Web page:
The cerebrospinal fluid (CSF) motion is composed of a steady microflow produced by the rhythmic wavy movement of motile cilia on the ventricular wall surface [1, 2], a dynamic pulsatile flow produced by the pulsations of cerebral arteries and brain [2,3,4,5,6,7], and an uncertain flow produced by respiration and head movement [8,9,10,11]. This complex CSF motion was considered to decrease and stagnate with aging because of declines in brain volume, arterial elasticity, and circulating cerebral blood volume . Age-related declines in CSF metabolism impair the excretion of neurotoxic waste products from the brain and were associated with dementia and neurodegenerative disorders . In the glymphatic system [14,15,16], CSF flows from the subarachnoid spaces into the brain through periarterial spaces surrounding the penetrating cerebral arteries, exchanges with interstitial fluid, flows from the periarterial spaces to the perivenous spaces, re-exchanges with CSF, and drains from the perivenous space to the subarachnoid spaces or ventricles. This complex pulsatile motion of the CSF and interstitial fluid is mainly driven by arterial pulsations [13, 17]. However, visualizing and quantifying the small bidirectional pulsatile CSF motion with a velocity of < 1 cm/s had been difficult by using recent flow-related MRI methods, such as conventional phase-contrast MRI [3, 4, 18], four-dimensional flow MRI [5, 6], and time-spatial labeling inversion pulse (time-SLIP) MRI [8,9,10]. In these previous CSF dynamic studies on MRI, the CSF motion was observed only in the cerebral aqueduct, foramina of Monro, prepontine cistern, and craniocervical junction, but not in the convexity part of the subarachnoid spaces. Thus, CSF was thought to be not flowing in the convexity part of the subarachnoid space. In the glymphatic system [14,15,16], however, CSF in the convexity part of the subarachnoid space flows rapidly into the deep parenchyma along the paravascular routes, although that has not been fully demonstrated in the CSF dynamics study on MRI.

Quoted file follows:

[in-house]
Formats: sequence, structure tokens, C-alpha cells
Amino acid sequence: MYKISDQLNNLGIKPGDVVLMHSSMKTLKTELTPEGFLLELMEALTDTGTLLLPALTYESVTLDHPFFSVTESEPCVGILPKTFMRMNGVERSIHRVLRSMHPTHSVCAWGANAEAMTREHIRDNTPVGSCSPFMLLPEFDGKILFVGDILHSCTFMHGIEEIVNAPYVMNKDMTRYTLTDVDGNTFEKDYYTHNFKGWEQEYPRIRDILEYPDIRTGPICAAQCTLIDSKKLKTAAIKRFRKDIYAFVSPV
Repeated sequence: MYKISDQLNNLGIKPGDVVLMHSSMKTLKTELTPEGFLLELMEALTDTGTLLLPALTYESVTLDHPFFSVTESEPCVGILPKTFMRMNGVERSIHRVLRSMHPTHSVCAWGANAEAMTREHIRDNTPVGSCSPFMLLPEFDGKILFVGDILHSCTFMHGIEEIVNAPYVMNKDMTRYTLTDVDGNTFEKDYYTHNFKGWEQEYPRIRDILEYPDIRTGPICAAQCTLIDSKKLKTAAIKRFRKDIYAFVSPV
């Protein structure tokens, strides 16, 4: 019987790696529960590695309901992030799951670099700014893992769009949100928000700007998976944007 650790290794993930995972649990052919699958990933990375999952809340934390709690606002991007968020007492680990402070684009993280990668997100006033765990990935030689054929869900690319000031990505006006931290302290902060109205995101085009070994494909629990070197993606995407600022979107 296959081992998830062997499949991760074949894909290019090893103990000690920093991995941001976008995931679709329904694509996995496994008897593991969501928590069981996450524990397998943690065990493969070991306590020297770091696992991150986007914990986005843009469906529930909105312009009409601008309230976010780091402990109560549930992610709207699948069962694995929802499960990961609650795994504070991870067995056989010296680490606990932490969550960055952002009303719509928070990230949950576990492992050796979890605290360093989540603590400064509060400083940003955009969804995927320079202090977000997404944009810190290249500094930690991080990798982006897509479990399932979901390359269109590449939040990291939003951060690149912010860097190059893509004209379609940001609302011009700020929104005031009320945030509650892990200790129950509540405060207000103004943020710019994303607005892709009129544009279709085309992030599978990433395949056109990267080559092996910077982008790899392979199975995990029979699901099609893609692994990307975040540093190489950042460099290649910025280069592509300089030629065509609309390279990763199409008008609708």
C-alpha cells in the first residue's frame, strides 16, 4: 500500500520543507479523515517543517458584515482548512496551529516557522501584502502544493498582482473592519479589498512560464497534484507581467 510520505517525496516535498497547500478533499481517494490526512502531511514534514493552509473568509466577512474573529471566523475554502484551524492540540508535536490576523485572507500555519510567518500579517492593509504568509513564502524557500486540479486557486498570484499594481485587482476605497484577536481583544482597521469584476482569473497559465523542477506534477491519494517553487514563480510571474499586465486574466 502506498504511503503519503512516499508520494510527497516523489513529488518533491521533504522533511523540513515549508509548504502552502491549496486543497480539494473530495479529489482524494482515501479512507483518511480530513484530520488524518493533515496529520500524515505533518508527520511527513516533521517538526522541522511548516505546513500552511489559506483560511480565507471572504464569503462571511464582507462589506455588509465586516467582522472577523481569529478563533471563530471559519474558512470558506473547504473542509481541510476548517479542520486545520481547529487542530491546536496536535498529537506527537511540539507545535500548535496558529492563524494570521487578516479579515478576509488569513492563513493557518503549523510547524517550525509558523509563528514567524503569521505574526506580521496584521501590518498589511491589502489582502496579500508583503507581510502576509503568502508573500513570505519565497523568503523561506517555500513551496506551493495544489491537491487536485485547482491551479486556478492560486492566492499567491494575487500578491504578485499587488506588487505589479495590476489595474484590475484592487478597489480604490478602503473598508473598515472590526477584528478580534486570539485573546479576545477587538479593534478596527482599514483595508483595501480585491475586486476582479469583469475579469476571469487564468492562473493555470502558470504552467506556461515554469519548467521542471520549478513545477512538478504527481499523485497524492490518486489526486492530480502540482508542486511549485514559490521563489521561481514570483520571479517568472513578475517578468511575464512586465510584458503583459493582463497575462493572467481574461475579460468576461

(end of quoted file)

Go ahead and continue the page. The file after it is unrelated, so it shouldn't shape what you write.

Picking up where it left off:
A diffusion weighted image (DWI) with a lower b value could detect CSF motion as a signal attenuation or dephasing . Taoka et al. reported that a b value of 500 s/mm2 in DWI was useful for evaluating CSF motion in the whole cranium [20, 21]. They also proposed a new method that combined DWIs with multiple b values of 0, 50, 100, 200, 300, 500, 700, and 1000 s/mm2, which applies the phenomenon that the motion-related signal dephasing of the CSF in a wider area with small-to-large CSF motion increases as the b value in DWI increases from 0 s/mm2 . As an imaging method for the quantification of diffusion and perfusion (nonuniform microflow) by using multiple low b values of DWIs, intravoxel incoherent motion (IVIM) MRI developed by Le Bihan et al. [19, 23] has been applied in clinical practice, especially in the field of oncology [23,24,25,26,27,28]. Incoherent motion is defined as diffusion, i.e., microscopic random translational motion of fluid molecules, whereas the multidirectional complex, laminar, and turbulent flows in CSF spaces are included in coherent motion. Based on the evidence of these reported studies, we considered that IVIM MRI could be applied to the complex small CSF motion. This study aimed to investigate whether the complex CSF motion in all parts of the ventricles and subarachnoid spaces including the convexity sulci could be evaluated quantitatively by IVIM MRI and to compare them between patients with idiopathic normal pressure hydrocephalus (iNPH) and healthy volunteers. The second objective is to prove the association between IVIM parameters and CSF distribution in iNPH and healthy aging brain.